• (At the risk of flooding someone else’s blog with an argument unrealated to the post, I’ll offer this last. Joel, I think we should take this to your turf or my turf to continue, just to be polite to the blog owner here.)

    There’s a lot of difference between a historical figure who’s been slightly exaggerated and an imaginary story. Does telling an inaccuracy make the person disappear? Obviously not, but there comes a point where you are no longer talking about the same person. There are a lot of fantasies woven about historical individuals. Take Columbus for example. Here’s a guy who’s been credited with finding America… a place that was already populated. The myths surrounding Columbus don’t extinguish his reality, they’re just stupid. Columbus WAS first in the Americas in ONE thing: He was the first white slaver. But we hardly celebrate that on Columbus day. Even though we have all sorts of information about Columbus we still cling to silly, romantic, and imaginary notions about him.

    That’s a little different than, say, Jack, from Jack and the Beanstalk. Sure, there have probably been a number of poor widow’s sons in the past, and I’m sure some of them have even been named Jack, but that doesn’t make the story Jack and the Beanstalk true and it doesn’t make the Jack of the story real.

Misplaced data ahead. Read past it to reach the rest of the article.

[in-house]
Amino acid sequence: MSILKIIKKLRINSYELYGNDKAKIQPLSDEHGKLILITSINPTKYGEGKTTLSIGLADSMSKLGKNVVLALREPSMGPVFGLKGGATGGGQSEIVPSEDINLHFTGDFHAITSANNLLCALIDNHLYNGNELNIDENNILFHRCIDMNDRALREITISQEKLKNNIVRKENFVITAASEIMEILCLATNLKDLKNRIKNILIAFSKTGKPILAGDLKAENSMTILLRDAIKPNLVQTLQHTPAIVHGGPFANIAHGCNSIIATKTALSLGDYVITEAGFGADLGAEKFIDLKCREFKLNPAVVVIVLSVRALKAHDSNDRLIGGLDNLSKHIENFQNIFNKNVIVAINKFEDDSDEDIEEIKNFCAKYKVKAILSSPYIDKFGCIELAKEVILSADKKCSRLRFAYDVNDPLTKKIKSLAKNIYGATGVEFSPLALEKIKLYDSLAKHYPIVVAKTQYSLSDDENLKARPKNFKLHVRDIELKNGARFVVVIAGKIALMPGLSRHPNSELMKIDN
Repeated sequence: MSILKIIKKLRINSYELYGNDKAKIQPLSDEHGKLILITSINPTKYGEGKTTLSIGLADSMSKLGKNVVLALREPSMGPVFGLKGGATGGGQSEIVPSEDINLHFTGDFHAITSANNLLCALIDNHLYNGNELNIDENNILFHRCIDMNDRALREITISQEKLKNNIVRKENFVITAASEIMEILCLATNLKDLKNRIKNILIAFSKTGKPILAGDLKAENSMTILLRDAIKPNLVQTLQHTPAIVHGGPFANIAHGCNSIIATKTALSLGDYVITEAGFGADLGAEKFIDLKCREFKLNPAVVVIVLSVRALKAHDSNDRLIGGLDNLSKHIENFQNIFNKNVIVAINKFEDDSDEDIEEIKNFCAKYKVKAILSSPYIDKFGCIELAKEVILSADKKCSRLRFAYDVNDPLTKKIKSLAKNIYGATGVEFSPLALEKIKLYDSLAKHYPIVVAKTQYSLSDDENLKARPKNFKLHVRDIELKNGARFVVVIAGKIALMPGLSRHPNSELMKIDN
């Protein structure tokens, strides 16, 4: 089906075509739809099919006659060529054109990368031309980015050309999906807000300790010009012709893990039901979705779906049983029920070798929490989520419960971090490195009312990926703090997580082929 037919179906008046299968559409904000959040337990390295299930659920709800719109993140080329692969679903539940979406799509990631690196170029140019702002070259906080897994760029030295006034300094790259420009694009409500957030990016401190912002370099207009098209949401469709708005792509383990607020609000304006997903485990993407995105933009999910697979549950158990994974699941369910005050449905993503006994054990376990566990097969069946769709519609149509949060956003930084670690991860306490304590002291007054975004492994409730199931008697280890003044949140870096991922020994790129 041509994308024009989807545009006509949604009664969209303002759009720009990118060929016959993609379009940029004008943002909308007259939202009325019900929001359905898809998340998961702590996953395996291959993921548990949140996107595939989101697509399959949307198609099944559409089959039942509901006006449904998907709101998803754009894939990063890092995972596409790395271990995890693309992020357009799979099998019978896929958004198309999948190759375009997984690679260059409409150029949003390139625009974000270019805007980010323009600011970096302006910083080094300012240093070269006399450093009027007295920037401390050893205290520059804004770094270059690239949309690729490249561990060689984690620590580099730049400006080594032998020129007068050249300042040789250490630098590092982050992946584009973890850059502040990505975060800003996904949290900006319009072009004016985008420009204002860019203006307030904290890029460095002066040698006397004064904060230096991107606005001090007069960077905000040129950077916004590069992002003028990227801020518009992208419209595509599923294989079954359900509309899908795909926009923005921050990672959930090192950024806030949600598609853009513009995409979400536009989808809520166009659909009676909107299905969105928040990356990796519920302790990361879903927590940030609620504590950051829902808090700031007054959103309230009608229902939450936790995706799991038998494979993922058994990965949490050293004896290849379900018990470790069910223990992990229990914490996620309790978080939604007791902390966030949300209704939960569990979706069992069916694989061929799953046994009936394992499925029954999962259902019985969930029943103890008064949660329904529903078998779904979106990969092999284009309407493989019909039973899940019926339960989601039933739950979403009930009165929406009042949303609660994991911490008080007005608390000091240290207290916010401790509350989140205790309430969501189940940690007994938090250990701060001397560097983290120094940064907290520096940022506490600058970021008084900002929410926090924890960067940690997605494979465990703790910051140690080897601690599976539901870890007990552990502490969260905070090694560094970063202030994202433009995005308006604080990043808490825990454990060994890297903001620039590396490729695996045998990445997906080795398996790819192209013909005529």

Jesus is a lot like Jack. The name was fairly common, as was being a teacher. A teacher named Jesus that was the source of some of the stories is a possibility. Yet that’s hardly sufficient foundation to believe the whole story, or the reality of Jesus as known by Christianity. There may well have been a young boy named Jack, who had to sell a cow, but again, that doesn’t make the story, and the characters in it, any less imaginary.

    Joel argues that I would have to acknowledge that by my definition, no one would have ever existed. I argue that by his definition, nothing is imaginary, and every character from every story is real.

    Joel, while you argued my point about Jesus, you didn’t address my other example:

    Do you believe in Santa Claus?

  • If you take every historical figure who has been mythologized, then no one existed! Hence no George Washington!

    Stories about GW and the cherry tree and a wee bit different than Jesus being born of a virgin, healing people, and coming back to life after three days. We have proff of Washington leading armies and being the first president. Just because we can’t prove he cut down a cherry tree doesn’t affect his body of work as a person. If we take the miracles away from Jesus it greatly affects his body o work and why people praise him.

    Hey, if I say that you have a red nose just like Rudolph will turn imaginary and go away?

    um . . what?

    Game, set, and match.

    Methinks someone doesn’t know the rules of the game.